‘Command Agric here to stay’ 

Source: ‘Command Agric here to stay’ | The Herald October 27, 2018

‘Command Agric here to stay’
Air Marshal Moyo

Leonard Ncube Victoria Falls Reporter
THE Command Agriculture Programme introduced by Government in 2016 will continue for the next 10 years as it has proved to be a success, an official has said.

In his address at the Africa regional conference here on Wednesday, Air Force of Zimbabwe Commander Air Marshal Elson Moyo said Command Agriculture had a huge impact on Zimbabwe’s economy.

PKF Chartered Accountants, an international accounting and audit firm with offices in Zimbabwe, hosted the rotational conference on behalf of Zimbabwe.

“Command Agriculture was introduced to ensure food and nutrition security and it has already proved that it can be the main vehicle that can be used to bring back Zimbabwe’s economy to a growth trajectory,” said Air Marshal Moyo.

He said the results-based programme covered crops, livestock, fisheries and wildlife and had benefited the value chain in transport, manufacturing and engineering sectors through employment and improvement of living standards.

“The challenges in access to finance resulted in low productivity on farms and Command Agriculture came in to avail resources,” said Air Marshal Moyo. “We foresee Agribank coming back to fund as Government gradually moves out.

“Imports are too high and we have to work towards self-sustainability and we foresee Command Agriculture going on for 10 years to come.”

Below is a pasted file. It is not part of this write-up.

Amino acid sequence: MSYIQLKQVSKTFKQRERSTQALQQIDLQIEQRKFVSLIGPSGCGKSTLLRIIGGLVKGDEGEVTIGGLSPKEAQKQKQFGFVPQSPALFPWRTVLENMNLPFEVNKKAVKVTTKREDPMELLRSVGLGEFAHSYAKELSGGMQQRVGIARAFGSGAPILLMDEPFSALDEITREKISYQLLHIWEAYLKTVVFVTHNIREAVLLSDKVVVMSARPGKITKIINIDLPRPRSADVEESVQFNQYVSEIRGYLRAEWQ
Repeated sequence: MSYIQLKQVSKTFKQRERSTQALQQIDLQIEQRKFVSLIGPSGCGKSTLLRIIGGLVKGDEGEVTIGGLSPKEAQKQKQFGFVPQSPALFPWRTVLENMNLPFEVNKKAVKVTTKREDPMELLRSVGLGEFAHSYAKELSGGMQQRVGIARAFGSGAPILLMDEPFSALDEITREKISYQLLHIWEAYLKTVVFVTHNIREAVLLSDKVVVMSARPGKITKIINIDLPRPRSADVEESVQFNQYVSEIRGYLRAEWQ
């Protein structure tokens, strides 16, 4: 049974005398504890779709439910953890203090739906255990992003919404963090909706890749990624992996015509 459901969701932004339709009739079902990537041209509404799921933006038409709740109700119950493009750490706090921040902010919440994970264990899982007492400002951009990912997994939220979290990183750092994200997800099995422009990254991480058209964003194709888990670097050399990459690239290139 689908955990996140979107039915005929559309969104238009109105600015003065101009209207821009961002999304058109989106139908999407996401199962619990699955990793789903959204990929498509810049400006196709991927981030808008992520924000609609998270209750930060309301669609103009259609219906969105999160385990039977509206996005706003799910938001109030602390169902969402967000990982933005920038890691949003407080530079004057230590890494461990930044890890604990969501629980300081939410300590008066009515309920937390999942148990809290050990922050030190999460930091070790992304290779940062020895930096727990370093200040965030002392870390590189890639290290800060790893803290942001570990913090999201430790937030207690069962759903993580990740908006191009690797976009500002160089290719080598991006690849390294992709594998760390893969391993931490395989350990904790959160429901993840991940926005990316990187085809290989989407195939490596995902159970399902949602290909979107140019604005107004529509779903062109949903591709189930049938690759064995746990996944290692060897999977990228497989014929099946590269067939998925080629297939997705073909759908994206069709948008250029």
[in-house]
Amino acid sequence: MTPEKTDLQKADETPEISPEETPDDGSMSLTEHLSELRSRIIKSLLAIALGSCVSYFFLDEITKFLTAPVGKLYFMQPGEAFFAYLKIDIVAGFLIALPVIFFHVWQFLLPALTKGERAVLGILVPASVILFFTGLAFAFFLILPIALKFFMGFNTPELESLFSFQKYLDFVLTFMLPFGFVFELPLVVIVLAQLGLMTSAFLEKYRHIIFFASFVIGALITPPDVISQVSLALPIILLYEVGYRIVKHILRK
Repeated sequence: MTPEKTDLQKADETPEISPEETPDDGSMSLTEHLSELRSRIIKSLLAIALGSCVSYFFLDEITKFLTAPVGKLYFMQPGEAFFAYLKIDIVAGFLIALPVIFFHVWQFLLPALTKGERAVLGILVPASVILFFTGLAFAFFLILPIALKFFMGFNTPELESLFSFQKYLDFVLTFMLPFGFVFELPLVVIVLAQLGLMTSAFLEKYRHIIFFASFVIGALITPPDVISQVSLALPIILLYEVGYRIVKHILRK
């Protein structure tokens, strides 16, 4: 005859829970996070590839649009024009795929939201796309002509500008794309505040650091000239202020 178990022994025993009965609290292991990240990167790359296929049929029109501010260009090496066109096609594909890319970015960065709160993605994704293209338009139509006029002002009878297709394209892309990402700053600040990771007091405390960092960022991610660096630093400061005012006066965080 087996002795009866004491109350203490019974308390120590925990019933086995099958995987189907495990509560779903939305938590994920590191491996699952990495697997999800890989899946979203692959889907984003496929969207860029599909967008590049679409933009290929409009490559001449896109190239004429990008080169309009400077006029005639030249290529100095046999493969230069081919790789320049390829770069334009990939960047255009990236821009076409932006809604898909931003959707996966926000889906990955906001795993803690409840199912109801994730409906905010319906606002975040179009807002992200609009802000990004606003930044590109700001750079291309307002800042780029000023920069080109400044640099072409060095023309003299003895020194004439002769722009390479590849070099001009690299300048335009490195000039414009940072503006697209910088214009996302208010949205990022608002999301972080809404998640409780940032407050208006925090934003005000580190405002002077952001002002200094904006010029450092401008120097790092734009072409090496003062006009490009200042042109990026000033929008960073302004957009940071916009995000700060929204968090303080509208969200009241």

Air Marshal Moyo said Government was inviting private partners to fund the programme at an interest rate not exceeding four percent as it seeks to dilute its role as the sole financier.

The Office of the President and Cabinet oversees Command Agriculture, while the private sector focuses on financing.

Command Agriculture starts with the supply of inputs right up to processing and marketing.

Air Marshal Moyo said the target was to put 400 000 hectares under maize, 60 000ha under soyabeans and 50 000ha under wheat.

He said the programme sought to improve the livestock herd and quality including beef, sheep, dairy, goats, piggery, poultry, fisheries and wildlife management.

“The first season attracted 54 000 participating maize farmers who planted 171 255ha and 2 031 winter wheat farmers who planted 49 749ha,” said Air Marshal Moyo. “In total 1,2 million tonnes of maize and 186 000 tonnes of wheat were delivered.

“This has had an impact on the economy, creating employment in the irrigation sector where more than $30 million was put. It has not only ensured food security for the country, but also created wealth.

“The industrial sector had plummeted to its lowest and the coming in of Command Agriculture increased demand for inputs and companies got a new lease of life. This also includes the transport sector while the $16 million given for livestock restocking will resuscitate the Cold Storage Company.”

Air Marshal Moyo said efforts were being made to develop appropriate technologies to improve efficiency in the sector.

PKF Zimbabwe chief executive Mr Sydney Bvurere urged all actors in the value chain, including farmers and the private sector, to support Command Agriculture.

The theme for the conference was “Branding Together”.